Learn more about the history of nursing in Cabarrus County
Health Care Institutions
- History of the Red Cross in Cabarrus County showing that in 1920 the Red Cross chapter hired a Public Health nurse.
- Roberson, A. (July,1947). The six year old gets ready for school in Cabarrus County. The Health Bulletin 12-13. Article about school nursing in Cabarrus County in 1947.
- Drummond, A.Y. (1924) Drummond's Pictorial Atlas of NC. Scoggins Printing Co., Inc, Winston Salem, NC
- 1950s photograph of a home nursing class taught by a Registered Nurse.
World War 1 nurse Ada Estelle Harris of Concord, N.C., Cabarrus County. Entered the service at Camp Meade as Army Nurse, unattached. Joined Dr. Long's Unit from Greensboro, N.C., and sailed for France Sept. 1, 1918, from New York. Landed at Liverpool, Eng. Then went to Havre, France, from there to Brest. Sailed over on Convoy Unit to Base Hospital No. 65--Debarkation Hospital for wounded soldiers to be sent back to the United States. Sailed for USA June 1, 1919. Arrived June 11, 1919. Discharged July 6, 1919, at New York.
- Anne Ferguson (from ML Wyche, History of Nursing in NC 1938)
Anne Ferguson of Concord received her training in Watts Hospital, Durham, NC graduating in 1898. She is a charter member of the NC State Nurses' Association, being one of the fourteen members who went to Raleigh in 1901 to assist in organizing the State Nurses Association. She also has the distinction of being the only graduate of a small NC hospital to receive an appointment from the Army for service in the Spanish American War. Upon her return from war service in May, 1890, she engaged in private duty nursing in Concord. In 1901 Miss Ferguson was elected superintendent of Billlingsley Memorial Hospital School of Nursing in Statesville. This hospital and Dr. H.F. Long's hospital were merged in March 1905 to become a private institution. Miss Ferguson continued as superintendent of nurses, serving continuously nearly thirty five years, retiring April, 1936, on account of ill health.
As a pioneer in the nursing profession, Miss Ferguson served ably as a leader among hospital executives and over a longer period of time than perhaps any other nurse in the state. Miss Ferguson was secretary treasurer of the Board of Examiners from 1909-1912, a member of the Executive Board of Dunnwyche ( an NCSNA sponsored home for tubercular nurses) and also served as a member of various committees throughout her years of active service. She now (1938) makes her home with her sister in Concord.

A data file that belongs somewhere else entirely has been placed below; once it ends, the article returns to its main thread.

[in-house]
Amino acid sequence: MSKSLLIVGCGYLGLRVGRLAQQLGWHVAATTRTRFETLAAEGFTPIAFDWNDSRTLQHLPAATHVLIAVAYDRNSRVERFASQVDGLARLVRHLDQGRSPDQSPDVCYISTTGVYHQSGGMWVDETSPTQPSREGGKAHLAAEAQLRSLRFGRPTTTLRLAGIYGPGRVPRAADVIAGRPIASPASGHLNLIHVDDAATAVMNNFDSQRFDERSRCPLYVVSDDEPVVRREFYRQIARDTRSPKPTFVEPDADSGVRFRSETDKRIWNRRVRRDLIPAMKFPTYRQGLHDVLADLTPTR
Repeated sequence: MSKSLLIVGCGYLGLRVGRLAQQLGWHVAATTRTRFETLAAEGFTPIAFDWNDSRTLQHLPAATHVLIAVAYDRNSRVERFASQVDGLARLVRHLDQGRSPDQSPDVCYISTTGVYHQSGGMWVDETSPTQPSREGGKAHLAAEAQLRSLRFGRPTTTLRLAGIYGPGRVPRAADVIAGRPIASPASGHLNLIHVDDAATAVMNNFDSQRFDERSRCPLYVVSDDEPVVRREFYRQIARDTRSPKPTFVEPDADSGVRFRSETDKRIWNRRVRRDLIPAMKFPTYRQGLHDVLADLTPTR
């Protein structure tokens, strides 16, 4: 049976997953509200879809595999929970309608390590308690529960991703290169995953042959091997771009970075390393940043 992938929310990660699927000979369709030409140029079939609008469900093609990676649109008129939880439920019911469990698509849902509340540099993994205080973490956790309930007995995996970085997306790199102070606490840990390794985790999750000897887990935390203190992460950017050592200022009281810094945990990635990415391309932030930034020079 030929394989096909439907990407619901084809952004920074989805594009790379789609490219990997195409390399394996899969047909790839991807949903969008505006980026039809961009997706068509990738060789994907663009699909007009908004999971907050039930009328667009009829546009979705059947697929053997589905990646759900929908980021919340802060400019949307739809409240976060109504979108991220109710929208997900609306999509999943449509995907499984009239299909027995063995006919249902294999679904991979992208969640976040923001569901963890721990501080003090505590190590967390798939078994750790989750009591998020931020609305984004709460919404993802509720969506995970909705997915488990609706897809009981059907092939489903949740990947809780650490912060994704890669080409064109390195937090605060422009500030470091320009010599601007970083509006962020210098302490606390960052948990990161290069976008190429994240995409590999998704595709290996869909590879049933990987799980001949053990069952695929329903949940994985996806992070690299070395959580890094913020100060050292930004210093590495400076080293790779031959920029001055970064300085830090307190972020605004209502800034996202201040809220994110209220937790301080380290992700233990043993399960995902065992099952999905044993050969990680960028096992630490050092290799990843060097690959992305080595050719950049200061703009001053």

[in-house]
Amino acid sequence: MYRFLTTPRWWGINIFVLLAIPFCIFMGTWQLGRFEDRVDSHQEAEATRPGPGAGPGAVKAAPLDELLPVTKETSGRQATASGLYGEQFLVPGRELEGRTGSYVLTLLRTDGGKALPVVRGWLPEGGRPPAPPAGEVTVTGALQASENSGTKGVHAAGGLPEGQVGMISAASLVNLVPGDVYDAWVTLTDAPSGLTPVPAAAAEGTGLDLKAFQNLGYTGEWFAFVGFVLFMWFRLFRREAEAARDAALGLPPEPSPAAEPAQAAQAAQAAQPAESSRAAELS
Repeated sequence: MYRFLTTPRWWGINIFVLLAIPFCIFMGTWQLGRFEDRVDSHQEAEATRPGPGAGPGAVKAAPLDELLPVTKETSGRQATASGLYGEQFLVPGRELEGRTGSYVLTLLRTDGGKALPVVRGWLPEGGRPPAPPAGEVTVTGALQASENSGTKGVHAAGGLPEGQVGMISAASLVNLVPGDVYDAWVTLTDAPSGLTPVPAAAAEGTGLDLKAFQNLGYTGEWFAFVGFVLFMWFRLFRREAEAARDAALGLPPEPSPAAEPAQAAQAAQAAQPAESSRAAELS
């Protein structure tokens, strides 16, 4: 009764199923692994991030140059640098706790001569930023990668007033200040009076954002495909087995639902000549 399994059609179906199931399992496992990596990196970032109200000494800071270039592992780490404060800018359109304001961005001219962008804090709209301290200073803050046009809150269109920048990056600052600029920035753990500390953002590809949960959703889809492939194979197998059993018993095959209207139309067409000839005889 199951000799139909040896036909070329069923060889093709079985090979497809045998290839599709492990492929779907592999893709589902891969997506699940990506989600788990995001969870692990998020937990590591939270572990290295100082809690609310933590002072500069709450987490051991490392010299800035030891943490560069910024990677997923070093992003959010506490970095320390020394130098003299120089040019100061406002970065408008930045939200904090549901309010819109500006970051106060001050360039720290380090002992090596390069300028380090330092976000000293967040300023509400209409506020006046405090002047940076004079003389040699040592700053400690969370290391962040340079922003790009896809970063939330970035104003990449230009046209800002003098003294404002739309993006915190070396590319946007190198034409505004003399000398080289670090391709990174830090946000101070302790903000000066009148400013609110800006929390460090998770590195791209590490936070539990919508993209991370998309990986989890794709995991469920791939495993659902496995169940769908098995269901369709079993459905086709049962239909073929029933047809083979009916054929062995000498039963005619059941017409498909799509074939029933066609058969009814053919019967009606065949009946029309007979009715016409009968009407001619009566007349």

Amy Fisher Barrier was born in 1901 in Mount Pleasant, North Carolina to Rev. James Henry Cornelius Fisher and Leah Janette Blackwelder Fisher. Her father was a professor at Mount Amonea Seminary. Barrier graduated from Mount Amonea Seminary, and soon after attended Marion College in Virginia. Barrier officially graduated from Carthage College in Carthage, North Carolina. However, she received her nursing degree from the Cincinnati General Hospital in Ohio in 1927. This was after some thought of becoming a medical missionary to India. Barrier worked in the hospital setting until moving into public health. She completed the public health course at William and Mary College. This took her to work at the Mountain Mission School near Chilhowie, Virginia. Later she became the Lutheran Watauga Parish Nurse in Boone, North Carolina. Barrier was sponsored by the Women’s Missionary Society. Later the State Board of Health started the Health Department, and Fisher became an employee of the state. She continued doing the same type of work in the community. Barrier enjoyed her work in Boone, North Carolina, and later went to receive her Master’s Degree with a concentration in supervision and public health nursing at Columbia University. Barrier excelled in this position and held many supervisory positions. As her career grew she later became the Chief Nurse of the Public Health Nursing Section for the state of North Carolina. She retired in 1967 and returned to her home town of Mt. Pleasant.